Homemade Basil Pesto
Originally published July 9, 2013. Updated on 6/16/2021
With summer in full swing, it's time for all the fresh, homemade basil pesto we can handle! To fully take advantage of the fresh basil season, I present you with my pesto recipe!
Or, you know ... just snarfed with a spoon or on crackers.
We may be just a little addicted, here!
If you have access to a lot of basil, I recommend doubling or tripling (or more!) this recipe.
When in doubt, just know that it freezes very well - spoon into small freezer bags, push the air out, and seal.
On the other hand, if you’re buying basil at a grocery store and find obscenely expensive at the time, this recipe is easily halved.
Pesto is made from very few ingredients, but they’re important! A few thoughts on them:
Use fresh, ideally unblemished leaves. Cut off all of the stems before measuring the leaves.
Ideally, you’ll use a chunk of Parmesan that you grate yourself.
Pre-shredded Parmesan is acceptable also... just don’t use the fine crumble stuff you see on tables at pizza restaurants!
I like to use a lightly coloured/flavoured olive oil, to not overpower the basil flavour.
Also, you can add a little more if you like, depending on your use. As-is, this is great as a spread, or tossed in pasta.
If you’re tossing it on popcorn or dipping bread in it, a little more olive oil will thin it out a bit.
If you’re mixing your pesto into a dough that needs to be rolled out thinly - such just as *in* a pasta dough - I recommend skipping the pine nuts, as they tend to tear the dough when rolled out.
I love pine nuts, I just wish they didn’t cost so much.
Toasting them is optional, I love the roasty flavour it gives them, though.
It might be overkill, but I like to use my Garlic Press before adding the garlic to the food processor, just to ensure it’s *finely* chopped and well distrubuted.
As written, this is a very basic, standard, traditional pesto. Don’t let that stop you from playing with it, though.
Here are a few ways I’ve varied my pestos:
- Swap Basil Leaves for spinach or kale. We especially love this as a pasta sauce.
- Swap Parmesan Cheese for Asiago, Romano, or any other flavourful hard white cheese.
- Olive Oil can be swapped out for avocado oil.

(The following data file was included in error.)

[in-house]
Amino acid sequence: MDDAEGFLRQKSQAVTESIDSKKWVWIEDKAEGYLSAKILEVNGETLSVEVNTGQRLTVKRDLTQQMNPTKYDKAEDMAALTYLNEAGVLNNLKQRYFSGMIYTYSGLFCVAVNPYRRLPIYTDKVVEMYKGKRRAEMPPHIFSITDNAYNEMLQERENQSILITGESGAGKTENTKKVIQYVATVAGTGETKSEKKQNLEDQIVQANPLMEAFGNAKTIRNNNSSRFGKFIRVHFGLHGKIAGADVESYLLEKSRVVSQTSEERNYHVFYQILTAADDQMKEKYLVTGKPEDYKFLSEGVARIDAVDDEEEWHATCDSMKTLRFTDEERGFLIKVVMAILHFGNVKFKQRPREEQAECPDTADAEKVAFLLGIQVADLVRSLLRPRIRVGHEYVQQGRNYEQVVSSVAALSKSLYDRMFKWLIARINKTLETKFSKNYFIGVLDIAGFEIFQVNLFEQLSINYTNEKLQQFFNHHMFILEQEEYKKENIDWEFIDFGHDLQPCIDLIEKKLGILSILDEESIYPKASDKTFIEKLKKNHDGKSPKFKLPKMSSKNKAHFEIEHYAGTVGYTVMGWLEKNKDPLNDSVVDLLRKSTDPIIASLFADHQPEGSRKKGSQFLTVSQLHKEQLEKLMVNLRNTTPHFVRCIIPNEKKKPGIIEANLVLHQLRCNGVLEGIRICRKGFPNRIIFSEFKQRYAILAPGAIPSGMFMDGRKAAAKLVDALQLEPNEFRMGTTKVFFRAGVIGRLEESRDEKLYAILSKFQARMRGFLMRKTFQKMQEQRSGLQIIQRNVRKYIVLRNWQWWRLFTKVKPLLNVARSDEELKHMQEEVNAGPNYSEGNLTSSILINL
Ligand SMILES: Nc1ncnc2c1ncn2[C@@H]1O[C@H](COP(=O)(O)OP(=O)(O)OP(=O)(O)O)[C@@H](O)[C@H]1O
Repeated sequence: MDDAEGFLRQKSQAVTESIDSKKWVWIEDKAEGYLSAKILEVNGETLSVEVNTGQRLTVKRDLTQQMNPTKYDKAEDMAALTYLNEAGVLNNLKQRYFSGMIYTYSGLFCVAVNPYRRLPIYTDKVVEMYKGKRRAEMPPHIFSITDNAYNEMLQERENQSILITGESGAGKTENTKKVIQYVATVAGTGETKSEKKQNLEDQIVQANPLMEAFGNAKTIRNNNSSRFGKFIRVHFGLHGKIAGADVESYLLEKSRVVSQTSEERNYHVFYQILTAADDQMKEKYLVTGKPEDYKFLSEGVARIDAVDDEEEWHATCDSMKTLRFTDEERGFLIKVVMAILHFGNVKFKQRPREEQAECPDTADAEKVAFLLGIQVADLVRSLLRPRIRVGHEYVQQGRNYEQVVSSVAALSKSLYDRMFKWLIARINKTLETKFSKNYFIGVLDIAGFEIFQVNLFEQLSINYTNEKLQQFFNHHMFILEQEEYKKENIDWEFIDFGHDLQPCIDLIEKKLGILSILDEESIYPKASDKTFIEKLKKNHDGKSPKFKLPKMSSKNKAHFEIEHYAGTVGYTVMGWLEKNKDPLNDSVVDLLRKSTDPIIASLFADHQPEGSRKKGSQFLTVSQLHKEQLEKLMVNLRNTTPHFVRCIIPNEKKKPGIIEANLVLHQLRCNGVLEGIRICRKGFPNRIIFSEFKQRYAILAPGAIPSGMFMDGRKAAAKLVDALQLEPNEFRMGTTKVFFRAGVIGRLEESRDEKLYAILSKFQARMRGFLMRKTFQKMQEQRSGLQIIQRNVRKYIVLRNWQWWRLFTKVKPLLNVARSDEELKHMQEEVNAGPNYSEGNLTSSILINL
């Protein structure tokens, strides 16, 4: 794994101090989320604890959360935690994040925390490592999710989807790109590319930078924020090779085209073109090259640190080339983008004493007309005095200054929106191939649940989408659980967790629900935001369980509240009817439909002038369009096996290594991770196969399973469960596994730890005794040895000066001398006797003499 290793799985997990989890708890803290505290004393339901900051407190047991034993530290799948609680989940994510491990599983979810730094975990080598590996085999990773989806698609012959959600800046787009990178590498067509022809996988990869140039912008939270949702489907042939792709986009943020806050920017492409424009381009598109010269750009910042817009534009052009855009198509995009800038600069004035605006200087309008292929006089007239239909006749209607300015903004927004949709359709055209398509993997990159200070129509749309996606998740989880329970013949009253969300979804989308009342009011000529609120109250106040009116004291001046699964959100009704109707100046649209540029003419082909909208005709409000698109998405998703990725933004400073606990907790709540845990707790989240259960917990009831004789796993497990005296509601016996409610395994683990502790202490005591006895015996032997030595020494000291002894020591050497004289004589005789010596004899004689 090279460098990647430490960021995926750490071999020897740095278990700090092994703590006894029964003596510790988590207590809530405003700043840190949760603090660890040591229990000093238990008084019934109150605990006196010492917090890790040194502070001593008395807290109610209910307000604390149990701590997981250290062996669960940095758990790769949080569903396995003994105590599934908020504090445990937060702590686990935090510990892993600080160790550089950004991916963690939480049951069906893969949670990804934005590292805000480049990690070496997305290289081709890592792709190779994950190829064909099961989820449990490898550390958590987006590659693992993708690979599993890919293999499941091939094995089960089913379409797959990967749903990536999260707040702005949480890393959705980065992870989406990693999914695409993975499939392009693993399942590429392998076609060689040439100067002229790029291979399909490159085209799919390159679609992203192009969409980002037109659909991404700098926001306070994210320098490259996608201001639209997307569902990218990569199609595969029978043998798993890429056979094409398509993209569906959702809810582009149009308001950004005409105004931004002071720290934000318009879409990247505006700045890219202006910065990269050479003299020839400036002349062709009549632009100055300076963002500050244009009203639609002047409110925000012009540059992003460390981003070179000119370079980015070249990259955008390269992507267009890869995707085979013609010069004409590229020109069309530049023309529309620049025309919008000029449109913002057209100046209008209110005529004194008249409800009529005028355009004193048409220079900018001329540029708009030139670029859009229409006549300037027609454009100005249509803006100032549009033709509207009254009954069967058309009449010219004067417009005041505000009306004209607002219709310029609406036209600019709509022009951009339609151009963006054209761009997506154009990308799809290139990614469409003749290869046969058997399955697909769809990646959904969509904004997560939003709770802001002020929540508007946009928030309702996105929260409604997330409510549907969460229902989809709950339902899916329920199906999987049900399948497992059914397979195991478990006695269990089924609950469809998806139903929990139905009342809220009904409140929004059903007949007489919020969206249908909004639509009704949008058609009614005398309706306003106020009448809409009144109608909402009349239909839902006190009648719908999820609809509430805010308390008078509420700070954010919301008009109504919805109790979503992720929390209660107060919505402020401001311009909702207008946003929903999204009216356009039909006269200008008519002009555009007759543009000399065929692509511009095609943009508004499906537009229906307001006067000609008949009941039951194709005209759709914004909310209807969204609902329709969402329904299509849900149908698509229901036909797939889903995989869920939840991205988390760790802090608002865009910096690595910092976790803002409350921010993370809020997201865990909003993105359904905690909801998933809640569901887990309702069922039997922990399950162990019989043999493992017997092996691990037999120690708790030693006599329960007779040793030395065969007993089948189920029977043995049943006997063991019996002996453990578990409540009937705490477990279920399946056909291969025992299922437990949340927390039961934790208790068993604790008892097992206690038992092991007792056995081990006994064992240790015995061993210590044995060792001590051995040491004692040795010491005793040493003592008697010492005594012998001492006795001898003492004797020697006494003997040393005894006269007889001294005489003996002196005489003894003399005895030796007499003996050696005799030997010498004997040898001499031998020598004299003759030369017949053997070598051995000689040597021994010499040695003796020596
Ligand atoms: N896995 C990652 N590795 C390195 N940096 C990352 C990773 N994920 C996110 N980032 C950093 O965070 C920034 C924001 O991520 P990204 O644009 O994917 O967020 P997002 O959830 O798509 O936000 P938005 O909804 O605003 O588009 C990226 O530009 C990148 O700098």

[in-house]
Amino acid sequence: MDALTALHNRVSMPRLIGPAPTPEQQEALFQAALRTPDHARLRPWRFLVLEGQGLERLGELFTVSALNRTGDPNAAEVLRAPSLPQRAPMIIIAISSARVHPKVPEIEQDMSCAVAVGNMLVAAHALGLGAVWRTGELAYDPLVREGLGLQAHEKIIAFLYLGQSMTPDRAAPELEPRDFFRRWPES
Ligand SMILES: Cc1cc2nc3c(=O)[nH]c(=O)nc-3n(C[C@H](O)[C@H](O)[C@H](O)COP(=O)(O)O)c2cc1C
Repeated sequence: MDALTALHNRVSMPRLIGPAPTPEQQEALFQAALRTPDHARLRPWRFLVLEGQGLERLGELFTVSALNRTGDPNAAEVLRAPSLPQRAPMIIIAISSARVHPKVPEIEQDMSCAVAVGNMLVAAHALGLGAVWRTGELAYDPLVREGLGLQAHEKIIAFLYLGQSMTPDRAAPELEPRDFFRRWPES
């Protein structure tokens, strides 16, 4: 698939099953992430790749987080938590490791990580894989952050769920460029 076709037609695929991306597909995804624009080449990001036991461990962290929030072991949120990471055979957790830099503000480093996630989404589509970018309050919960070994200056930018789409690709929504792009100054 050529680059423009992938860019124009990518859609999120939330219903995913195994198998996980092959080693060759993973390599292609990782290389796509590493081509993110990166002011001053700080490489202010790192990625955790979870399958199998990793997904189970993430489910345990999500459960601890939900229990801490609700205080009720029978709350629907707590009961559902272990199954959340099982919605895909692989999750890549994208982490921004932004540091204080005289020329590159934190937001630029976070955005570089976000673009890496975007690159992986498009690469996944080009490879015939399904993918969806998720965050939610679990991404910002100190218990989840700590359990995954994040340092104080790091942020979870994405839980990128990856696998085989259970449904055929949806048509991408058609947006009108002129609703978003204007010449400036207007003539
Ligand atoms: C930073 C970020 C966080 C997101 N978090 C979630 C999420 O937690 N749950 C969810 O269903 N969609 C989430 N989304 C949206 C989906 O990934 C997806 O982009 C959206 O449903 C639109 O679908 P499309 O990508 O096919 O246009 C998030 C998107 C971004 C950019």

- Pine Nuts can be swapped out in favour of almonds, hazelnuts, or walnuts. Chop them up a bit before adding them to the food processor, though!
Mix and match these subs to come up with something perfect for you - or what you have on hand!
How to Make Basil Pesto
Actual recipe is at the end of this post, but here’s a pictorial overview for those who like visuals.
If necessary, wash and dry your basil leaves. Set aside.
Measure pine nuts into a nonstick pan. Toast over medium heat - stirring frequently - until lightly browned and aromatic.
Measure basil, garlic, cheese, and oil into a food processor, blitz until basil is rough chopped.
Add pine nuts, blitz until basil and pine nuts are finely chopped.
Season with salt and pepper, to taste.
Transfer to an air tight container, store in fridge.
A Note on Oxidation
Pesto will darken/brown if exposed to air.
If your container has a lot of head space, press some plastic wrap against the pesto before securing the lid.
Alternately, you can spray the top generously with olive oil, or cover with a thin layer of poured olive oil.
More Seasoning & Condiment Recipes
Looking for some tasty ways to add a little something extra to your dish? Here are a few ideas:
Canadian Popcorn Seasonings
Diana Sauces (Replica Recipes)
Homemade Hop Extracts
Homemade Seasoned Salt
Honey Dill Dipping Sauce
Honey Garlic Cooking Sauce
Hoppy Dill Pickle Relish
How to Make Compound Butters
Montreal Steak Spice & Marinade
Porter's Yogurt & Ice Cream Topping
Roasted Beet Ketchup
Smoky Dry Rub for Wings
Sushi Sauce Recipes
Tangerine Thyme Dry Rub
Thai Cilantro Pesto
Share the Love!
Also, be sure to subscribe to my free monthly email newsletter, so you never miss out on any of my nonsense.
Well, the published nonsense, anyway!
Homemade Basil Pesto
- 5 cups Packed Fresh Basil Leaves
- 1 cup Freshly Grated Parmesan Cheese
- 1 cup Olive Oil
- ½ cup Pine Nuts
- 8 Garlic cloves peeled and finely chopped
- Salt and Pepper
- If necessary, wash and dry your basil leaves. Set aside.
- Measure pine nuts into a nonstick pan. Toast over medium heat - stirring frequently - until lightly browned and aromatic.
- Measure basil, garlic, cheese, and oil into a food processor, blitz until basil is rough chopped.
- Add pine nuts, blitz until basil and pine nuts are finely chopped.
- Season with salt and pepper, to taste.
- Transfer to an air tight container, store in fridge.